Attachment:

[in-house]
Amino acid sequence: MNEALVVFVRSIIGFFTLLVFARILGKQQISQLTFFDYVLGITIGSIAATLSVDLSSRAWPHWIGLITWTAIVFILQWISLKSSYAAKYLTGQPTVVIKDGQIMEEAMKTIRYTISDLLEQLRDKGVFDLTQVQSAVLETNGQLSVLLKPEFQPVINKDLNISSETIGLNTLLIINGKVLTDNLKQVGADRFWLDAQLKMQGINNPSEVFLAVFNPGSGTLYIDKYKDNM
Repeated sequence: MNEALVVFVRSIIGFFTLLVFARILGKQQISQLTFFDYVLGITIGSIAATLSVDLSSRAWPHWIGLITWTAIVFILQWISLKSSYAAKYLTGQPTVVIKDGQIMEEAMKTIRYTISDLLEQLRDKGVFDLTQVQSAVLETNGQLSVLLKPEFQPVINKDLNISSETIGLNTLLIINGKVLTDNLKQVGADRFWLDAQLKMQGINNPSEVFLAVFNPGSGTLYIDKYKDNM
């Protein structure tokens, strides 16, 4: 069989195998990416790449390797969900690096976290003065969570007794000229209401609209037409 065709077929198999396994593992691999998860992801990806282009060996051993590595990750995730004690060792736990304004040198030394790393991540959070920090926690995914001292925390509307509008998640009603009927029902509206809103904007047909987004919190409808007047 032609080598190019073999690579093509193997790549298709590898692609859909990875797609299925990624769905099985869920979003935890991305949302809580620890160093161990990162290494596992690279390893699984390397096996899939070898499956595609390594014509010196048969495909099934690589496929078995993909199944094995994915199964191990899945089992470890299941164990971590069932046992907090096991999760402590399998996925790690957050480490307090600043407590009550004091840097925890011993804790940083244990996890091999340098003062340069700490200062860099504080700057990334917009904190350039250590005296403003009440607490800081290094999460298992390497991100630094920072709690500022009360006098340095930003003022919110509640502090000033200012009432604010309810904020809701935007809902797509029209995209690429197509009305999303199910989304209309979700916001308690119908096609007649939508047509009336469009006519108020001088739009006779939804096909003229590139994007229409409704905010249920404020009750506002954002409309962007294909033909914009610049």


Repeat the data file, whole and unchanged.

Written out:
[in-house]
Amino acid sequence: MNEALVVFVRSIIGFFTLLVFARILGKQQISQLTFFDYVLGITIGSIAATLSVDLSSRAWPHWIGLITWTAIVFILQWISLKSSYAAKYLTGQPTVVIKDGQIMEEAMKTIRYTISDLLEQLRDKGVFDLTQVQSAVLETNGQLSVLLKPEFQPVINKDLNISSETIGLNTLLIINGKVLTDNLKQVGADRFWLDAQLKMQGINNPSEVFLAVFNPGSGTLYIDKYKDNM
Repeated sequence: MNEALVVFVRSIIGFFTLLVFARILGKQQISQLTFFDYVLGITIGSIAATLSVDLSSRAWPHWIGLITWTAIVFILQWISLKSSYAAKYLTGQPTVVIKDGQIMEEAMKTIRYTISDLLEQLRDKGVFDLTQVQSAVLETNGQLSVLLKPEFQPVINKDLNISSETIGLNTLLIINGKVLTDNLKQVGADRFWLDAQLKMQGINNPSEVFLAVFNPGSGTLYIDKYKDNM
């Protein structure tokens, strides 16, 4: 069989195998990416790449390797969900690096976290003065969570007794000229209401609209037409 065709077929198999396994593992691999998860992801990806282009060996051993590595990750995730004690060792736990304004040198030394790393991540959070920090926690995914001292925390509307509008998640009603009927029902509206809103904007047909987004919190409808007047 032609080598190019073999690579093509193997790549298709590898692609859909990875797609299925990624769905099985869920979003935890991305949302809580620890160093161990990162290494596992690279390893699984390397096996899939070898499956595609390594014509010196048969495909099934690589496929078995993909199944094995994915199964191990899945089992470890299941164990971590069932046992907090096991999760402590399998996925790690957050480490307090600043407590009550004091840097925890011993804790940083244990996890091999340098003062340069700490200062860099504080700057990334917009904190350039250590005296403003009440607490800081290094999460298992390497991100630094920072709690500022009360006098340095930003003022919110509640502090000033200012009432604010309810904020809701935007809902797509029209995209690429197509009305999303199910989304209309979700916001308690119908096609007649939508047509009336469009006519108020001088739009006779939804096909003229590139994007229409409704905010249920404020009750506002954002409309962007294909033909914009610049």